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I came across some matlab code that did the following:


I know that usually the . operator makes the next operation elementwise, but what does it do by itself? Is this just a sub-object operator, like in C++?

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2 Answers 2

up vote 2 down vote accepted

Yes its subobject.

You can have things like Roger.lastname = "Poodle"; Roger.SSID = 111234997; Roger.children.boys = {"Jim", "John"}; Roger.children.girls = {"Lucy"};

And the things to the right of the dots are called fields.

You can also define classes in Matlab, instatiate objects of those classes, and then if thing was one of those objects, thing.x would be an instance variable in that object.

The matlab documentation is excellent, look up "fields" and "classes" in it.

There are other uses for ., M*N means multiploy two things, if M, N are both matrices, this implements the rules for matrix multiplication to get a new matrix as its result. But M.*N means, if M, N are same shape, multiply each element. And so no like that with more subtleties, but out of scope of what you asked here.

As @marc points out, dot is also used to reference fields and subfields of something matlab calls a struct or structure. These are a lot like classes, subclasses and enums, seems to me. The idea is you can have a struct data say, and store all the info that goes with data like this:

olddata = data; % we assume we have an old struct like the one we are creating, we keep a reference to it

data.x_axis = [1 5 2 9];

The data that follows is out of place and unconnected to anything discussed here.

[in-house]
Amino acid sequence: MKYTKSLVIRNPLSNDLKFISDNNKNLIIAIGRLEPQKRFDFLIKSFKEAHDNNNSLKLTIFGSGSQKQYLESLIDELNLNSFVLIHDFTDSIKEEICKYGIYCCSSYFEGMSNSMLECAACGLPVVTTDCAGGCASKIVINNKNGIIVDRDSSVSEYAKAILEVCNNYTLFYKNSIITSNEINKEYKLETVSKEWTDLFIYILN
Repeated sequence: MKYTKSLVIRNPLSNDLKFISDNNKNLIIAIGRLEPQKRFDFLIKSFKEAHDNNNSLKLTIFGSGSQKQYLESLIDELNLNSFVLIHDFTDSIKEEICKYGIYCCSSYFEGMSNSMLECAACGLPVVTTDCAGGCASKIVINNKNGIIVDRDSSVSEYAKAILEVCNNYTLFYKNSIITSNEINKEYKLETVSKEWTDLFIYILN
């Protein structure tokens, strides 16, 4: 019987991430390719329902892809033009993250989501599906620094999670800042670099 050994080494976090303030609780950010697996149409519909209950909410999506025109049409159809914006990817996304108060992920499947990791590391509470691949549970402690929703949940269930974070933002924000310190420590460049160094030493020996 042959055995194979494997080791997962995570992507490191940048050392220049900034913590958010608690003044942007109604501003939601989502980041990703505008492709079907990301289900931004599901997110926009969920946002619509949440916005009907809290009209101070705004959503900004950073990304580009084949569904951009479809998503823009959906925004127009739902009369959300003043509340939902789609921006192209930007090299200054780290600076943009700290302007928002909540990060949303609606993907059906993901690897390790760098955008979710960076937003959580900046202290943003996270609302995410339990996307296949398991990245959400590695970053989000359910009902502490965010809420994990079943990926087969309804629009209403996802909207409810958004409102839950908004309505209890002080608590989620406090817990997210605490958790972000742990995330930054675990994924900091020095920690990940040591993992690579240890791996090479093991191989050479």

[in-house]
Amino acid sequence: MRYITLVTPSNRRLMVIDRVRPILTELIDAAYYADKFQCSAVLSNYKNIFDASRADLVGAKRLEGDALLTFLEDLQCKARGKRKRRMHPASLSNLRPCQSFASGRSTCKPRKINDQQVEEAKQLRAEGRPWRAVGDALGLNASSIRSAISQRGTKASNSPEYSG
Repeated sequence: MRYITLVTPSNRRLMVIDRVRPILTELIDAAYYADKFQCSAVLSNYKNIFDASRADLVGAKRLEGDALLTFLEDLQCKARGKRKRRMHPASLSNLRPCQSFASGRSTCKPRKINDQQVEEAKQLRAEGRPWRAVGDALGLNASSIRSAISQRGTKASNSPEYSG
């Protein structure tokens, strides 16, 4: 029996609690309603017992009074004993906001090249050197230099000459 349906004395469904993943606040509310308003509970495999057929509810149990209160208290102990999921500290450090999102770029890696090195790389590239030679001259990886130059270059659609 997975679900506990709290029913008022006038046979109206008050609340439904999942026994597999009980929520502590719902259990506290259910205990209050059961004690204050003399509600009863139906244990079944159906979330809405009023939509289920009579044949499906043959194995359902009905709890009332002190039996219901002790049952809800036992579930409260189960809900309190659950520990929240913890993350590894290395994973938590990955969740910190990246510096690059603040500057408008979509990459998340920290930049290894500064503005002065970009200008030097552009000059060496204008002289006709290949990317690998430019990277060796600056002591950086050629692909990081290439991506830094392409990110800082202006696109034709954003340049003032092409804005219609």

data.notes = "This is just a trivial example for stackoverflow.  I didn't check to see if it runs in matlab or not, my bad."
data.versions.current = "this one";
data.versions.previous = olddata;

The point is ANY matlab object/datatype/whatever you want to call it, can be referenced by a field in the struct. The last entry shows that we can even reference another struct in the field of a struct. The implication of this last bit is we could look at the date of creation of the previous verions:


To me this looks just like objects in java EXCEPT I haven't put any methods in there. Matlab does support java objects which to me look a lot like these structs, except some of the fields can reference functions.

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I was under the impression .* was the elementwise multiply operator. What's different about +.*? – Dan May 4 '12 at 0:09
+.* is an operator only in APL, not in MATLAB. – user85109 May 4 '12 at 0:55
@woodchips whoops I learned APL 35 years ago and it still haunts my dreams. I fixed the "typo" with an edit. – mwengler May 4 '12 at 6:48
it's also used to access struct members. – Marc May 4 '12 at 9:30
@Marc I added mention of structs explicitly above to celebrate getting an upvote. – mwengler May 4 '12 at 17:36

Technically, it's a form of indexing, as per mwengler's answer. However, it can also be used for method invocation on objects in recent versions of MATLAB, i.e.


However note that there is some inefficiency in that style - basically, the system has to first work out if you meant indexing into a field, and if not, then call the method. It's more efficient to do

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